Author: Felix Gilman
I think the allure of Westerns comes down to two points: the mystery of the frontier and the simplicity of the white hats versus the black hats (though often those white hats are trying to wipe clean the tarnish of their past).
It’s hard to capture the spirit of exploration these days. There are few mysteries left to the surface of the Earth. I can crack open Google right now and see any place on the planet. Mention the name of an exotic culture, and I can find out most of what there is to know about them from Wikipedia in a few minutes. How do you capture the since of vastness of the world that Westerns have provided to generations past when the whole of the world seems known?
In The Half-Made World, Felix Gilman solves the riddle. Set, roughly speaking, in a parallel 1860s, the world exists on a continuum between the well-known, well-solidified East, and the mysterious, tumultuous West, where Creation itself is not yet complete. In between is the vast frontier of the Half-Made world, stable enough for living, but plagued with Powers unintentionally called forth from mankind’s subconscious.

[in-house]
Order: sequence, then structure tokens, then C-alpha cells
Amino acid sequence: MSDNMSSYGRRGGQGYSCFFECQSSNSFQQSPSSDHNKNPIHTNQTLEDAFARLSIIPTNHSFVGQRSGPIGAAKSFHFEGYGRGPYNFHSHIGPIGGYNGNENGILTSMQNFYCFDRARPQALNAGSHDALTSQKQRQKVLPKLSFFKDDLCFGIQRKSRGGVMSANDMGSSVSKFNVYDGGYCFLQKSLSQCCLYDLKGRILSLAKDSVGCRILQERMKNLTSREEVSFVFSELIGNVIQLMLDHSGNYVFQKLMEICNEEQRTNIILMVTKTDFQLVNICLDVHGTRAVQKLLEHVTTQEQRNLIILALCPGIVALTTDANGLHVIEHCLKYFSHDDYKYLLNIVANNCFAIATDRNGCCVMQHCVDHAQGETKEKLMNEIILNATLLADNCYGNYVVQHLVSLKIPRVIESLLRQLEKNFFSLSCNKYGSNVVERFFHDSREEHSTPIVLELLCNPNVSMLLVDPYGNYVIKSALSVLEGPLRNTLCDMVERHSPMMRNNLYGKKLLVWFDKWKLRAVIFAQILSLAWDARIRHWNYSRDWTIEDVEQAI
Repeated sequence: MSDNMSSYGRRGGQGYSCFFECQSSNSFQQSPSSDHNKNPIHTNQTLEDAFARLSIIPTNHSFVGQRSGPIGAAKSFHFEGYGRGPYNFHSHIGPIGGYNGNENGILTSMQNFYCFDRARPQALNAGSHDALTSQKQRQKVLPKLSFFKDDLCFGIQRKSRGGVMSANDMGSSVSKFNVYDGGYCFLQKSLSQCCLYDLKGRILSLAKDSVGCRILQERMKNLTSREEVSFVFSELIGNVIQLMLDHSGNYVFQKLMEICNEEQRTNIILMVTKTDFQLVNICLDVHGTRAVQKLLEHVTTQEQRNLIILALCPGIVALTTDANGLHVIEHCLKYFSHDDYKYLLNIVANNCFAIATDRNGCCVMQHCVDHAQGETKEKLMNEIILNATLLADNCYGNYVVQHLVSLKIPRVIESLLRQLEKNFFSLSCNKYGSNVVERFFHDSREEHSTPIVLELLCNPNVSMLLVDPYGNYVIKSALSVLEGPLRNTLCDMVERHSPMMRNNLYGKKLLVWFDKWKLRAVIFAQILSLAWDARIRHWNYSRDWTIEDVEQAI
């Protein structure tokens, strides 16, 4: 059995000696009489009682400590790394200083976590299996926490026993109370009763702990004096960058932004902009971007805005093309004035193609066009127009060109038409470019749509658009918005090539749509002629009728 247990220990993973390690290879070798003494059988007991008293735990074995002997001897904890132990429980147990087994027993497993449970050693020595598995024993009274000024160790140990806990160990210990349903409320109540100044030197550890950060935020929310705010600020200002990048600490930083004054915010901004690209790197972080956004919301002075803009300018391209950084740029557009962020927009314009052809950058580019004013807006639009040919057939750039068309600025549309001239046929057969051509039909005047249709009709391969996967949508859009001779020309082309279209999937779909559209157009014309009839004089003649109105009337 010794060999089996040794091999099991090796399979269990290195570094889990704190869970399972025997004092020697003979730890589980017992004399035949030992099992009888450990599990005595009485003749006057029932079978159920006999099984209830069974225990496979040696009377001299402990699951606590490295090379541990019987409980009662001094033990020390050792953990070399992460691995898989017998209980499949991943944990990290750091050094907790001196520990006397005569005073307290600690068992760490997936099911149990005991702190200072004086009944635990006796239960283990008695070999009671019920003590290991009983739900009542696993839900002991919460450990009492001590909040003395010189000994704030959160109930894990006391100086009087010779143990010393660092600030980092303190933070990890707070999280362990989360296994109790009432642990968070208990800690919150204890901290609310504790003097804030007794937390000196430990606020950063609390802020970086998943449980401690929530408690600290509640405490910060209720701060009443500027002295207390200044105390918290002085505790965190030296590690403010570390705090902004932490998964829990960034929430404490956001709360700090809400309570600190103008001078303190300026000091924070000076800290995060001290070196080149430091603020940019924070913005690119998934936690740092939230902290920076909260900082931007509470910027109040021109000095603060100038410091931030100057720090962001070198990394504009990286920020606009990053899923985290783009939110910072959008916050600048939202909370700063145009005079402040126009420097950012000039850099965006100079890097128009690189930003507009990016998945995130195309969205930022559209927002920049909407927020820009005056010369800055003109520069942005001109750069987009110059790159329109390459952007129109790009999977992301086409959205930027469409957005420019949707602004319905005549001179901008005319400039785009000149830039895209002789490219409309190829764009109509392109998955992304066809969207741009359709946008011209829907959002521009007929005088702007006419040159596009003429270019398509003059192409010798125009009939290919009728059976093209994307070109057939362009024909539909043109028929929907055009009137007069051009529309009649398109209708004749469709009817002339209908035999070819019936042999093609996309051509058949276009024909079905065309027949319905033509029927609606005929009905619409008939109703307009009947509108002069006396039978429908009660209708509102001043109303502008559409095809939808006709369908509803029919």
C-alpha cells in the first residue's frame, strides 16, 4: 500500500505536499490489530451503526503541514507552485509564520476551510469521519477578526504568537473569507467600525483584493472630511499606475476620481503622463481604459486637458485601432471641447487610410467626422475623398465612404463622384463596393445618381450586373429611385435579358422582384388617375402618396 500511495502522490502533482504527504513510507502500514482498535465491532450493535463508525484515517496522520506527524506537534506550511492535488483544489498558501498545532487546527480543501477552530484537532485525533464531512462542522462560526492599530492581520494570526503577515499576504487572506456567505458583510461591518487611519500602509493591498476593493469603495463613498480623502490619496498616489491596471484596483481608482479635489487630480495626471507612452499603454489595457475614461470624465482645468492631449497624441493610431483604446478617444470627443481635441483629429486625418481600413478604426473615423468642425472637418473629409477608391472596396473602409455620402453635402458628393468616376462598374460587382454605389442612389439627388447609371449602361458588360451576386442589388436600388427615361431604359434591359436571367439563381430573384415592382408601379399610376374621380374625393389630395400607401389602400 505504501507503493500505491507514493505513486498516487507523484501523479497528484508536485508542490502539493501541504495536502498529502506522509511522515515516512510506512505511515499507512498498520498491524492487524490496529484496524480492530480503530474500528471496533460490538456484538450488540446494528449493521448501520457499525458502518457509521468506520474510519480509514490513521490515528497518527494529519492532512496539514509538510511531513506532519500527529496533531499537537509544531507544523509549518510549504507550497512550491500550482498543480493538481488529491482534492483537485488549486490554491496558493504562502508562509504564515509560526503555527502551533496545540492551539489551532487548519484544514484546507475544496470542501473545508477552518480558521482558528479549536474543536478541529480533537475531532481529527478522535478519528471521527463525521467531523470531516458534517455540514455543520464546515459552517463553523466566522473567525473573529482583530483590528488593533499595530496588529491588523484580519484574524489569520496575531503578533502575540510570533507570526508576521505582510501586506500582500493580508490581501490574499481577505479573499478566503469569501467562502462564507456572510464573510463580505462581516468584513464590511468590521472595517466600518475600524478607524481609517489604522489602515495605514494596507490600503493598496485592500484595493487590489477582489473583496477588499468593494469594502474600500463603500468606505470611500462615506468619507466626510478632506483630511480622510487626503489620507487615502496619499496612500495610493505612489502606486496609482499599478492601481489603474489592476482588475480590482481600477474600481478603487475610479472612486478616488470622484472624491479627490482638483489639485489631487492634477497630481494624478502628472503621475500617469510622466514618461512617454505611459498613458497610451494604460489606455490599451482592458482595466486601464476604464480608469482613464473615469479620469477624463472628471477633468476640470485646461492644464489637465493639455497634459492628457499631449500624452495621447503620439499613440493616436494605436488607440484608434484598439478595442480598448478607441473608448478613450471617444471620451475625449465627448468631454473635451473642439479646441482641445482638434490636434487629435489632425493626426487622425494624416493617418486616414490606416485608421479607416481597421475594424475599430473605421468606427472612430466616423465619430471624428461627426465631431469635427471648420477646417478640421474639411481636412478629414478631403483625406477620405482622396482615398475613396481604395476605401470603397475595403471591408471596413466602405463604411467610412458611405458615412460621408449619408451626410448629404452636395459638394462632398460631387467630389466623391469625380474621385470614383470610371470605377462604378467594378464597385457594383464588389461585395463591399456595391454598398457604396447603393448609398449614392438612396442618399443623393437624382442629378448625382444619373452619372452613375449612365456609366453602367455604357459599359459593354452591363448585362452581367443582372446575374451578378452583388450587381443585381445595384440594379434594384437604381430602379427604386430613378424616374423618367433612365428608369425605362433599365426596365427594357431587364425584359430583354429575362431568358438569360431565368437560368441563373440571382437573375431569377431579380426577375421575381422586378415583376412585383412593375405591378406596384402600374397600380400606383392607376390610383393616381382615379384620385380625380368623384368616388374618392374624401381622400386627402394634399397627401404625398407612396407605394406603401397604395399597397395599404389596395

It would be easy to label Half-Made World as Steampunk. After all, it’s got steam – in the form of the demonic Engines that rule the bureaucratic army that is the Line – and it’s got punks – the chaotic Agents of the Gun. But to label it as such overlooks the fantastic (in both senses) elements. The Line and the Gun are engaged in a Great War between mankind’s lesser attributes – as the Agent Creedmore put it, humans made the Gun out of their spite, and the Line out of their fear.
While Gilman solves the riddle of the frontier by making the world only half-made, our heroes are not white hats. One might be, the Doctor Liv Alverhyusen, who is broken but ultimately recognizable as a civilized person. But Creedmore, possessed of a demonic Gun and a certain joie de guerre, is complex but ultimately sympathetic. The clear villain, Lowry, is a middle manager of the Line, proud and ambitious despite the Line’s distain for individualism.
All three are charged with recovering a General whose mind was nearly destroyed by a weapon of the Line. But this General may know a secret would could forever change the balance in the Great War.
The book charges through at a bullish pace, but if you cling to, you’ll come to learn a lot about these conflicted characters as the evolve under the pressures of their missions.
If I have a criticism, it’s that the book feels almost unfinished (I’ll spare you the wordplay). This isn’t quite fair, the story promised in the opening is the one that is closed. But there’s a cliffhanger – a clear invitation to a sequel. The story I wanted to see finished will carry on, probably for many books to come.
But, really, if the worst you can say about a book is that you want to read more of it, that’s hardly so bad, right?